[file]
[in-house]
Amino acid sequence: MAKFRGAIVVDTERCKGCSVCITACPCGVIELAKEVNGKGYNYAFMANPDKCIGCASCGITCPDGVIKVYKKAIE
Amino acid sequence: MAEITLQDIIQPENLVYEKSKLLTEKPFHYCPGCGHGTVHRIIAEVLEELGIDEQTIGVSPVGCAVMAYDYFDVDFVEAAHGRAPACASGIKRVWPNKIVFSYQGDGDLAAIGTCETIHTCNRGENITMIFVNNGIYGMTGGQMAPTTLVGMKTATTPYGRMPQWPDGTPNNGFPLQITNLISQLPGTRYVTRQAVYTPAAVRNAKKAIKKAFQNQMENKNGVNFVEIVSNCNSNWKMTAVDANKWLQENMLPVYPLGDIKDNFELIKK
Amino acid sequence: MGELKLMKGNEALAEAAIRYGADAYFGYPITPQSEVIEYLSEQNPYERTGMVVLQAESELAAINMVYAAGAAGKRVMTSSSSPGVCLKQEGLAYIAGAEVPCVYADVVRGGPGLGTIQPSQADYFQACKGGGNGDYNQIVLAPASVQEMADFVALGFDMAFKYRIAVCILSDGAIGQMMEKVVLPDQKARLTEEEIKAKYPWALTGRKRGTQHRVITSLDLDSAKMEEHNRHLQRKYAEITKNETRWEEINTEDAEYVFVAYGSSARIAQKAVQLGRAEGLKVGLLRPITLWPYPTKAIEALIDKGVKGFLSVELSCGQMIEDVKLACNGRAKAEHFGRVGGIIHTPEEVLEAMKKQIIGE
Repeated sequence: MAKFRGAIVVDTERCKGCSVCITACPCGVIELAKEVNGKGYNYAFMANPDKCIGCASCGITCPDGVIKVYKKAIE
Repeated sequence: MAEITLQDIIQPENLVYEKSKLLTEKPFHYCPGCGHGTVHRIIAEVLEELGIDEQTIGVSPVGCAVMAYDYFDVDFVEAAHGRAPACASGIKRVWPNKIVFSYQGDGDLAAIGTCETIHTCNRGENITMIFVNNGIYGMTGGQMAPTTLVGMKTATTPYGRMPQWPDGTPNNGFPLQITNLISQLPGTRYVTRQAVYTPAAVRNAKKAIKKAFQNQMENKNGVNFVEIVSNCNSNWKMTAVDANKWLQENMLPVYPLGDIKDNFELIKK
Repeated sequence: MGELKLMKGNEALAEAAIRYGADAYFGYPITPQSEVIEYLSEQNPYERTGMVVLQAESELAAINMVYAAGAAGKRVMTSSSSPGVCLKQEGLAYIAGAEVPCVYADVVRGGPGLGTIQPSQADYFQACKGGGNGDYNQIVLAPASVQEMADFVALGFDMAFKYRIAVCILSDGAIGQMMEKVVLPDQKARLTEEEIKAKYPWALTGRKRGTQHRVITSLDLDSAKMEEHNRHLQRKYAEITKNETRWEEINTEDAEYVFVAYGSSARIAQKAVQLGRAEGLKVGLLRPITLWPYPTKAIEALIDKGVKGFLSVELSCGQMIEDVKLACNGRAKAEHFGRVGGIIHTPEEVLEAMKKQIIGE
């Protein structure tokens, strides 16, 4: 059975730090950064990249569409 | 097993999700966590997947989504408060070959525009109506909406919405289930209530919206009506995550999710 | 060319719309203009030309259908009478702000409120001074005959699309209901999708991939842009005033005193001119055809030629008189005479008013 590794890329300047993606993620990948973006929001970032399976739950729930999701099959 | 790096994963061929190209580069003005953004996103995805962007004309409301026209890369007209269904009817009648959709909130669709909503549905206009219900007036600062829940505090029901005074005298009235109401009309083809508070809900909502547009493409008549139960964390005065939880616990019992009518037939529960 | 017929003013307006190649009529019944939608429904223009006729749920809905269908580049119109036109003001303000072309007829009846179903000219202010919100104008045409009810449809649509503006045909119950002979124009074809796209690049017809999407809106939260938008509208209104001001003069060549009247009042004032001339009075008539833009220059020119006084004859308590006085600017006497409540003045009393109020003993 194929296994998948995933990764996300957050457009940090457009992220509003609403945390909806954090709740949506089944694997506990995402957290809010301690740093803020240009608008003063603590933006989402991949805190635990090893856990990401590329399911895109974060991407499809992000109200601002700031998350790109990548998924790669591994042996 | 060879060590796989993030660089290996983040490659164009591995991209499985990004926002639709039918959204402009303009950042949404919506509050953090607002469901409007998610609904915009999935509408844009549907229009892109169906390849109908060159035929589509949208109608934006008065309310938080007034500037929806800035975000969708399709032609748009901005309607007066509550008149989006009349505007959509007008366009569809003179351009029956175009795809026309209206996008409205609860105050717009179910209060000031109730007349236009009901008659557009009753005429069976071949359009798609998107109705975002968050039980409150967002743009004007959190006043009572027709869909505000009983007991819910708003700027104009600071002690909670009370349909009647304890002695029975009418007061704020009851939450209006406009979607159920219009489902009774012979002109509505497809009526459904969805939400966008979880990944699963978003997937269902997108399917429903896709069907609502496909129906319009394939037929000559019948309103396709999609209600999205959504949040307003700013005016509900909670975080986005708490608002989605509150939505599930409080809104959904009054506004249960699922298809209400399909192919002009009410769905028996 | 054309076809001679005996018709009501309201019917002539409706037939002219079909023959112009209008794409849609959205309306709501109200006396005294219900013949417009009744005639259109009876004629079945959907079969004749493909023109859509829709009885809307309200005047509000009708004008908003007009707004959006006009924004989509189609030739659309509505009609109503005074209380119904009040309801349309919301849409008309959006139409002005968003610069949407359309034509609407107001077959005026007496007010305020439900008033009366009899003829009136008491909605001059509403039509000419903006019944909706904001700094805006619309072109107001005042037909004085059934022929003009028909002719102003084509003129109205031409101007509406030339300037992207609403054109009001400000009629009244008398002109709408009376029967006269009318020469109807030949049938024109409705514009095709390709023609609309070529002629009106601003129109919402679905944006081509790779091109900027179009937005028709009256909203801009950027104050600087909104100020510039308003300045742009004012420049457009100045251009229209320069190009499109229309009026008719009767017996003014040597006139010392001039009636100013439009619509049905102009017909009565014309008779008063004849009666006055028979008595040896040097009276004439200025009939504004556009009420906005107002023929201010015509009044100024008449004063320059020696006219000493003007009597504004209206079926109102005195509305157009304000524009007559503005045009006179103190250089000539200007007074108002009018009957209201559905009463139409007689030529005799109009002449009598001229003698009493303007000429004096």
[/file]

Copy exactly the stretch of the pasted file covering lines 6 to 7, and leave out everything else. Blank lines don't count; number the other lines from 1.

Repeated sequence: MAEITLQDIIQPENLVYEKSKLLTEKPFHYCPGCGHGTVHRIIAEVLEELGIDEQTIGVSPVGCAVMAYDYFDVDFVEAAHGRAPACASGIKRVWPNKIVFSYQGDGDLAAIGTCETIHTCNRGENITMIFVNNGIYGMTGGQMAPTTLVGMKTATTPYGRMPQWPDGTPNNGFPLQITNLISQLPGTRYVTRQAVYTPAAVRNAKKAIKKAFQNQMENKNGVNFVEIVSNCNSNWKMTAVDANKWLQENMLPVYPLGDIKDNFELIKK
Repeated sequence: MGELKLMKGNEALAEAAIRYGADAYFGYPITPQSEVIEYLSEQNPYERTGMVVLQAESELAAINMVYAAGAAGKRVMTSSSSPGVCLKQEGLAYIAGAEVPCVYADVVRGGPGLGTIQPSQADYFQACKGGGNGDYNQIVLAPASVQEMADFVALGFDMAFKYRIAVCILSDGAIGQMMEKVVLPDQKARLTEEEIKAKYPWALTGRKRGTQHRVITSLDLDSAKMEEHNRHLQRKYAEITKNETRWEEINTEDAEYVFVAYGSSARIAQKAVQLGRAEGLKVGLLRPITLWPYPTKAIEALIDKGVKGFLSVELSCGQMIEDVKLACNGRAKAEHFGRVGGIIHTPEEVLEAMKKQIIGE